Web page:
PAHO/WHO COLLABORATING CENTER

The School of Nursing has been designated as a PAHO/WHO Collaborating Center for its expertise in Health Services and Nursing Development for Non Communicable Disease Care; we first received this designation in 2012.

The aim of PAHO/WHO Collaborating Centers is to provide concrete activities at national, regional and global level, in support of the strategic plans of WHO. The contribution of a Collaborating Center is agreed upon a detailed work plan, designed based on the PAHO/WHO strategic and operational plans.

Our Terms of Reference for 2016-2020:

  • To collaborate with PAHO/WHO in ensuring that schools of nursing prepare a competent nursing workforce able to provide effective care to persons living with chronic conditions.
  • To collaborate with PAHO/ WHO in the generation and dissemination of evidence based research related to chronic disease prevention and management.
  • To collaborate with PAHO/WHO to develop the skills of community health care force and family caregivers to support persons living with chronic conditions.

Our WHOCC activities for 2016-2020:

  • Strengthen self-management support as a key component of chronic disease prevention and management in nursing education programs in selected Latin American countries.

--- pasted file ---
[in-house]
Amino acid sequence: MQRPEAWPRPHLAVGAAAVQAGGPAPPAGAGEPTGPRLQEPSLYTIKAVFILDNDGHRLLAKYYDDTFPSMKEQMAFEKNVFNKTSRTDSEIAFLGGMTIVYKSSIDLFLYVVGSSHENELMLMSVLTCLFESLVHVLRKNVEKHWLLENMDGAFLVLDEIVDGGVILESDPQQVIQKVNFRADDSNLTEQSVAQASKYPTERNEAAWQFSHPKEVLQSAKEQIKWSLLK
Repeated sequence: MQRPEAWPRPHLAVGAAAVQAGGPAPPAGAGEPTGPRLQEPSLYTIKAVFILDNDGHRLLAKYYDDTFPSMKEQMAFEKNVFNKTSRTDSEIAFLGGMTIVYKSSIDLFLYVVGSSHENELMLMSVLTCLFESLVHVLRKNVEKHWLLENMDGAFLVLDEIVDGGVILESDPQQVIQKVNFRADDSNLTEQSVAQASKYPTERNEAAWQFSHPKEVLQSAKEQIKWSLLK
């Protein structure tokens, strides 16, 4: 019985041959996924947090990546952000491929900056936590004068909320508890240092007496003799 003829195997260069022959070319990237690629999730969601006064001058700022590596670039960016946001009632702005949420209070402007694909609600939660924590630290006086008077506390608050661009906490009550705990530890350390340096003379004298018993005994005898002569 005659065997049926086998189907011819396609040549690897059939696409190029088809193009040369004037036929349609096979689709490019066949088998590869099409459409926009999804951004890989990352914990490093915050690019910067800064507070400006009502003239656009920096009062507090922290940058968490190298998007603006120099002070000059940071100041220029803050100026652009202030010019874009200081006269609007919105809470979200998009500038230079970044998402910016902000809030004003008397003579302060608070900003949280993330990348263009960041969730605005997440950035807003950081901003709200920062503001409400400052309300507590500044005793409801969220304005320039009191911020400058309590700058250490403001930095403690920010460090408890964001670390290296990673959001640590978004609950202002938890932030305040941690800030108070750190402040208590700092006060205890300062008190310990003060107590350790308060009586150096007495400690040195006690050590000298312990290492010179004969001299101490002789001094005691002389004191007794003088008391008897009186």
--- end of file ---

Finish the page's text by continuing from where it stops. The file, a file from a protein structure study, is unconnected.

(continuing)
• To train advanced practice nurses (APN) with emphasis in Primary Health Care and in chronic disease prevention and management.
  • To propose the implementation of a doctoral program in nursing (PhD or DNP) open to Latin American nurses.
  • Organize a think tank to discuss the value and limitations of a DNP versus a PhD in Nursing for the Latin American health context.
  • To collaborate with PAHO/WHO in the development and dissemination of the PAHO/WHO nursing agenda.
  • Organize two international meetings on the role of nursing in chronic care focused on education, practice and research
  • Develop continuing education courses on chronic care for nurses and other health professionals.
  • Develop ad hoc courses on self-management support in the context of the chronic care model, for nurse assistants and informal caregivers